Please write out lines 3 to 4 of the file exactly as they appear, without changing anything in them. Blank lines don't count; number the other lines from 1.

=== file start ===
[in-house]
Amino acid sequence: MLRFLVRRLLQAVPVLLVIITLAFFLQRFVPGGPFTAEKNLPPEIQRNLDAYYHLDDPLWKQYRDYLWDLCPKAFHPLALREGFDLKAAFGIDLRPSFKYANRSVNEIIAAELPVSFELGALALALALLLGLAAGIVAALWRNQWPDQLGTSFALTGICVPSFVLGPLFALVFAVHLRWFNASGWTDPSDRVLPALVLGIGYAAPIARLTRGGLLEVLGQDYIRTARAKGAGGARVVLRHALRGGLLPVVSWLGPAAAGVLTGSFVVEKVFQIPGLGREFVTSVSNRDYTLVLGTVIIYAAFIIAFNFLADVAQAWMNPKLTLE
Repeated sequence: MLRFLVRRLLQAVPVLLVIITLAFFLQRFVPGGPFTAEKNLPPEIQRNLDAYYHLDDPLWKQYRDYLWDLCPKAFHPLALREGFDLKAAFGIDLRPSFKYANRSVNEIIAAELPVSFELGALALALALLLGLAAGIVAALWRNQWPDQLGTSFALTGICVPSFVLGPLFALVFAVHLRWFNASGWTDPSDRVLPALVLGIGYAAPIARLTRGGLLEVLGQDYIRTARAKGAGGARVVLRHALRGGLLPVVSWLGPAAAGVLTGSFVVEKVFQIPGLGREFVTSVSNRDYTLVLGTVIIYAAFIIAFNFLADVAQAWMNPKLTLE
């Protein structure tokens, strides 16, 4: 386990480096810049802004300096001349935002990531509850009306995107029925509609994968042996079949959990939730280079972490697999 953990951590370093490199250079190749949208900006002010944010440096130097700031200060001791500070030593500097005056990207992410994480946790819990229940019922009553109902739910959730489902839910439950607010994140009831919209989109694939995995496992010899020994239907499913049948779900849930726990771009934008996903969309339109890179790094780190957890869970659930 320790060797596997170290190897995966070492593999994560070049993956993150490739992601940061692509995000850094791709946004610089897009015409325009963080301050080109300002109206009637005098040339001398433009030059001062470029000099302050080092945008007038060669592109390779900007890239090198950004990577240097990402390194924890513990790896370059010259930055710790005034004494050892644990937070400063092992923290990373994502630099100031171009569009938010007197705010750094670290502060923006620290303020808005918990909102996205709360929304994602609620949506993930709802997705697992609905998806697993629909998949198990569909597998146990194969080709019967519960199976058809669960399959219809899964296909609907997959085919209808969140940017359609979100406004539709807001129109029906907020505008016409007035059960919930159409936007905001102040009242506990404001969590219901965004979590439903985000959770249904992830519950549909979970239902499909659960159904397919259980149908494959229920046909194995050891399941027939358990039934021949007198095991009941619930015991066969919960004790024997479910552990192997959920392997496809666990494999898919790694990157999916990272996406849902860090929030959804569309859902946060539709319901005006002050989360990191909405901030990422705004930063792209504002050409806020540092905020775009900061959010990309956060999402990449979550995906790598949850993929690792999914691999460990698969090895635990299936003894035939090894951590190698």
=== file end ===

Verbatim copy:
Repeated sequence: MLRFLVRRLLQAVPVLLVIITLAFFLQRFVPGGPFTAEKNLPPEIQRNLDAYYHLDDPLWKQYRDYLWDLCPKAFHPLALREGFDLKAAFGIDLRPSFKYANRSVNEIIAAELPVSFELGALALALALLLGLAAGIVAALWRNQWPDQLGTSFALTGICVPSFVLGPLFALVFAVHLRWFNASGWTDPSDRVLPALVLGIGYAAPIARLTRGGLLEVLGQDYIRTARAKGAGGARVVLRHALRGGLLPVVSWLGPAAAGVLTGSFVVEKVFQIPGLGREFVTSVSNRDYTLVLGTVIIYAAFIIAFNFLADVAQAWMNPKLTLE
């Protein structure tokens, strides 16, 4: 386990480096810049802004300096001349935002990531509850009306995107029925509609994968042996079949959990939730280079972490697999 953990951590370093490199250079190749949208900006002010944010440096130097700031200060001791500070030593500097005056990207992410994480946790819990229940019922009553109902739910959730489902839910439950607010994140009831919209989109694939995995496992010899020994239907499913049948779900849930726990771009934008996903969309339109890179790094780190957890869970659930 320790060797596997170290190897995966070492593999994560070049993956993150490739992601940061692509995000850094791709946004610089897009015409325009963080301050080109300002109206009637005098040339001398433009030059001062470029000099302050080092945008007038060669592109390779900007890239090198950004990577240097990402390194924890513990790896370059010259930055710790005034004494050892644990937070400063092992923290990373994502630099100031171009569009938010007197705010750094670290502060923006620290303020808005918990909102996205709360929304994602609620949506993930709802997705697992609905998806697993629909998949198990569909597998146990194969080709019967519960199976058809669960399959219809899964296909609907997959085919209808969140940017359609979100406004539709807001129109029906907020505008016409007035059960919930159409936007905001102040009242506990404001969590219901965004979590439903985000959770249904992830519950549909979970239902499909659960159904397919259980149908494959229920046909194995050891399941027939358990039934021949007198095991009941619930015991066969919960004790024997479910552990192997959920392997496809666990494999898919790694990157999916990272996406849902860090929030959804569309859902946060539709319901005006002050989360990191909405901030990422705004930063792209504002050409806020540092905020775009900061959010990309956060999402990449979550995906790598949850993929690792999914691999460990698969090895635990299936003894035939090894951590190698």